Mine Rescue Teams do well in CONSOL Energy Contest
CONSOL Energy Inc.'s Emery Mine-Black team, from Emery, claimed first place honors in the CONSOL Energy "Best of the Best" Mine Rescue Contest held Sept. 16-18 in Virginia, capping the 2008 contest season. The Emery-Blue team claimed third place overall in the Virginia contest.
A total of 18 teams from throughout CONSOL Energy and its subsidiaries from five states, including those based in Virginia, West Virginia, Kentucky, Pennsylvania and Utah, competed in the event held at the CONSOL Energy Mine Rescue Training Center at Oakwood, Va. CONSOL Energy has more mine rescue teams than any other company in the industry.
Competition was held in two divisions defined by team experience and saw the Emery-Black Mine Rescue team from Emery, claim first place honors in Division I; followed by Coal River Energy-Red, of Alum Creek, WV, second; and Emery-Blue, from Emery, third place overall. The AMVEST WV-Gold team finished fourth overall. Also competing in Division I were the AMVEST WV-Blue team and the Coal River Energy-Blue team from Naugatuk, WV.
Teams are judged in the competition by Mine Safety and Health Administration and Virginia Department of Mines, Minerals and Energy personnel, who watch the teams and judge the team's execution in solving the particular mine rescue problem presented. The competition takes into account not only how quickly a team successfully solves the problem, but also the manner in which the problem is solved. Discounts, or docks, are given to teams for mistakes made.
"The competitions are a great learning tool," said CONSOL Energy Mine Rescue Teams Coordinator Bill Tolliver. "Contest officials meet with the teams after their competition rounds to explain to them where mistakes were made and how they could have improved on their performance."
Teams arrived at the Oakwood training center at 7 a.m. on contest day and were escorted to an area where they awaited the start of their competition round. The order in which teams competed was selected in a random process the night before at a dinner held for all the teams.
CONSOL Energy Coal Group President Peter B. Lilly was in attendance at the dinner for the teams. He commended teams for their dedication to mine rescue and the extra time they put into being members of the mine rescue teams on which they serve.
"It's an exciting time as I look out and see all the new faces," Lilly said of the many new miners who have volunteered to serve on CONSOL mine rescue teams. "Mine rescue leads the way and we are fortunate to be down here for an event like this. It's an opportunity to celebrate the wonderful things that you do and the example you set for the people in our company."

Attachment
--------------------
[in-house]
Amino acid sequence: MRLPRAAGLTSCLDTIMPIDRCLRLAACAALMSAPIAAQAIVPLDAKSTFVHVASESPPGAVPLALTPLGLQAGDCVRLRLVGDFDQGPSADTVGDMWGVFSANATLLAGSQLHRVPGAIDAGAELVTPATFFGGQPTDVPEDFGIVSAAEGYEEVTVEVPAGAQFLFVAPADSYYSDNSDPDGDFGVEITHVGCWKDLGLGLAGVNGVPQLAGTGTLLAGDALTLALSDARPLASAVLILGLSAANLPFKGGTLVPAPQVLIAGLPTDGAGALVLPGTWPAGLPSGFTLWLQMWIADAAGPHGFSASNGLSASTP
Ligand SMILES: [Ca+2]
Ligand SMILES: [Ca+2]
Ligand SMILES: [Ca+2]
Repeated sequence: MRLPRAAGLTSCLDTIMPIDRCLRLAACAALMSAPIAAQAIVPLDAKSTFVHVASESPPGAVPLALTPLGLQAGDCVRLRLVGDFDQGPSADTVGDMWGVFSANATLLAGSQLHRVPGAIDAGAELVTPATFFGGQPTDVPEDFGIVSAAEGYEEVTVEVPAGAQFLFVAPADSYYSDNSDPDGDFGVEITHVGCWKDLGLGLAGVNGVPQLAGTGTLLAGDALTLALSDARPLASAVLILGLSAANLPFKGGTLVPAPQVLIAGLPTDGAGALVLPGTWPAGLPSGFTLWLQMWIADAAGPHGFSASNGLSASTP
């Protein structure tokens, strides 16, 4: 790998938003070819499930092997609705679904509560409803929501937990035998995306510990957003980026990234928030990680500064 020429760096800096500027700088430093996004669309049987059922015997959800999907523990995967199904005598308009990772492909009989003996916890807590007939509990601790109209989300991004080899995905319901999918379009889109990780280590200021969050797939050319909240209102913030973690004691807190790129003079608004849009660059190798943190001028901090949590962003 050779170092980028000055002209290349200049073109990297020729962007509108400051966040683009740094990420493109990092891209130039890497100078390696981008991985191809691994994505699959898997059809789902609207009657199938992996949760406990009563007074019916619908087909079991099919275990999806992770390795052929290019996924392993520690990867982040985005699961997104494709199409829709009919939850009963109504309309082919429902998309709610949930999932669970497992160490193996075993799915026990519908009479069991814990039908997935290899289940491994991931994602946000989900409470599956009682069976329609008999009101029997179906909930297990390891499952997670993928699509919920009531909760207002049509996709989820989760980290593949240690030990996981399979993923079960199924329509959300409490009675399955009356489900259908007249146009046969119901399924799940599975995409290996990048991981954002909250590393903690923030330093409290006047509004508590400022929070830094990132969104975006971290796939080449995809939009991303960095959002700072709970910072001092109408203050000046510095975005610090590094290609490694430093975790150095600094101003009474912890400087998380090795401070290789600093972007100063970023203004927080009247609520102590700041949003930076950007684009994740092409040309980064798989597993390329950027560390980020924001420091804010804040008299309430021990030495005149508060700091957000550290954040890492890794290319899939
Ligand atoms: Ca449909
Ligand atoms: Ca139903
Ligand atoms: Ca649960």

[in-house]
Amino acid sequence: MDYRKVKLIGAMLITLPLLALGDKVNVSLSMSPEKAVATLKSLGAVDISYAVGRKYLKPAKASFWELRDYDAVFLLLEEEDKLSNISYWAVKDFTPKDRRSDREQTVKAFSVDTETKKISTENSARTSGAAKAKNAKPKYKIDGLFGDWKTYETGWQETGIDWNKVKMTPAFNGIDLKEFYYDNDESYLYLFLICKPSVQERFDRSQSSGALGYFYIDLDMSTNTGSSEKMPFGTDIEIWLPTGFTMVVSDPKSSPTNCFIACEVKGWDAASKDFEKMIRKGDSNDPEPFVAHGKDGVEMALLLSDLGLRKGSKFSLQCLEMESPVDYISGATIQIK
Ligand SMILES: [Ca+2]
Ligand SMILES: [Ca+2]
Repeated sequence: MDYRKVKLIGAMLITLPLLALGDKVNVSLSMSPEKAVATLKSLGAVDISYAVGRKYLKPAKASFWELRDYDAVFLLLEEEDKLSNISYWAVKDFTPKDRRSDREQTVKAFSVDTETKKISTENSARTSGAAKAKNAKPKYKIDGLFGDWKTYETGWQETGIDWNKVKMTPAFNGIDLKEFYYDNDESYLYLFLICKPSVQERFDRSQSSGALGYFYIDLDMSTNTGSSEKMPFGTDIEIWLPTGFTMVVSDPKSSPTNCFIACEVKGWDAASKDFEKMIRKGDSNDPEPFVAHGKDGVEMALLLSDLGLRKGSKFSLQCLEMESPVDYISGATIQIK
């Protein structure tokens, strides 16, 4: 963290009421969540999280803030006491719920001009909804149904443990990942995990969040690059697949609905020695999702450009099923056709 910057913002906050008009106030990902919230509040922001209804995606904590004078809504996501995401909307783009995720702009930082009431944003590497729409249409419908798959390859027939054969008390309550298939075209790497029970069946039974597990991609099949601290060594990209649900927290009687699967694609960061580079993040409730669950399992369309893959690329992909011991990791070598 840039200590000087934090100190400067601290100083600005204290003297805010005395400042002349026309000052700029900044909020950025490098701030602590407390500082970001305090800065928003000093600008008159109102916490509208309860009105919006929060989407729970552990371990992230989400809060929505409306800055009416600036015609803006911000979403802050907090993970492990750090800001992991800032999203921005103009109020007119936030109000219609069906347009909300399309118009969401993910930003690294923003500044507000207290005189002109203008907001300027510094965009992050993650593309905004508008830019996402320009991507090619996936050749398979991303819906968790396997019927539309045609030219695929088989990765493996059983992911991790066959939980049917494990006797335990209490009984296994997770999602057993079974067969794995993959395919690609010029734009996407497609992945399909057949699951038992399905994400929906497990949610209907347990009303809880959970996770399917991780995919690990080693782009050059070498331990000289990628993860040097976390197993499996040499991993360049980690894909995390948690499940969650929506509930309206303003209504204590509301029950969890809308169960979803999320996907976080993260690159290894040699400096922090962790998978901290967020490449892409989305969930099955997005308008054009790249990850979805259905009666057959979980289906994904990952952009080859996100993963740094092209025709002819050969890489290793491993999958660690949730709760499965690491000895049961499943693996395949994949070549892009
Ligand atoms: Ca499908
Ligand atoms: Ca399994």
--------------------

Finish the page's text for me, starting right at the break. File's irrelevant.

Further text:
Lilly noted it is an exciting time to be in the coal industry and he stressed the importance of working safely.
CONSOL Energy Chief Operating Officer Bart Hyita echoed comments made by Lilly. "For all your efforts, all your sacrifice to serve on a CONSOL rescue team and to participate in mine rescue, thank you," Hyita said. "It takes time away from your families and the whole industry appreciates your service. You are the most highly trained people we have in the company."
As the competition started the next day, Division I teams entered two fields set up with a procedural ventilation problem to solve and worked the problem in an average time of 34 minutes, four seconds.
Division II teams had to solve a problem involving multiple ventilation issues and with a twist, a roof fall which trapped the captain of the team, making it necessary for the rest of the team to pick up and solve the problem and rescue their captain. The average working time for Division II teams was 39 minutes, 37 seconds.
"We added that twist in because it emphasized to the teams what we've been telling them all along about the importance of cross training team members," Tolliver said. "The teams who had trained another captain were ready for it; the others had to make more significant adjustments."
Tolliver noted it had probably been 20 years since mine rescue teams had seen a "trapped captain" problem in competition.
"CONSOL really appreciates the extra time these team members put into mine rescue," Tolliver said. "They study for it, they practice for it and throughout the spring and summer, they put their knowledge to the test with other mine rescue teams across the country. All of that helps to keep their skills sharp and to make them better prepared in the event of a real situation.
"Having all our CONSOL Energy teams competing under one roof was a really special event for us," Tolliver added. "We hope to be able to work a 'Best of the Best' competition into our regular season for the future."
In addition to the contest at Oakwood, CONSOL Energy mine rescue teams competed in seven contests held in Virginia, West Virginia, Ohio, Kentucky and Pennsylvania throughout the competition season.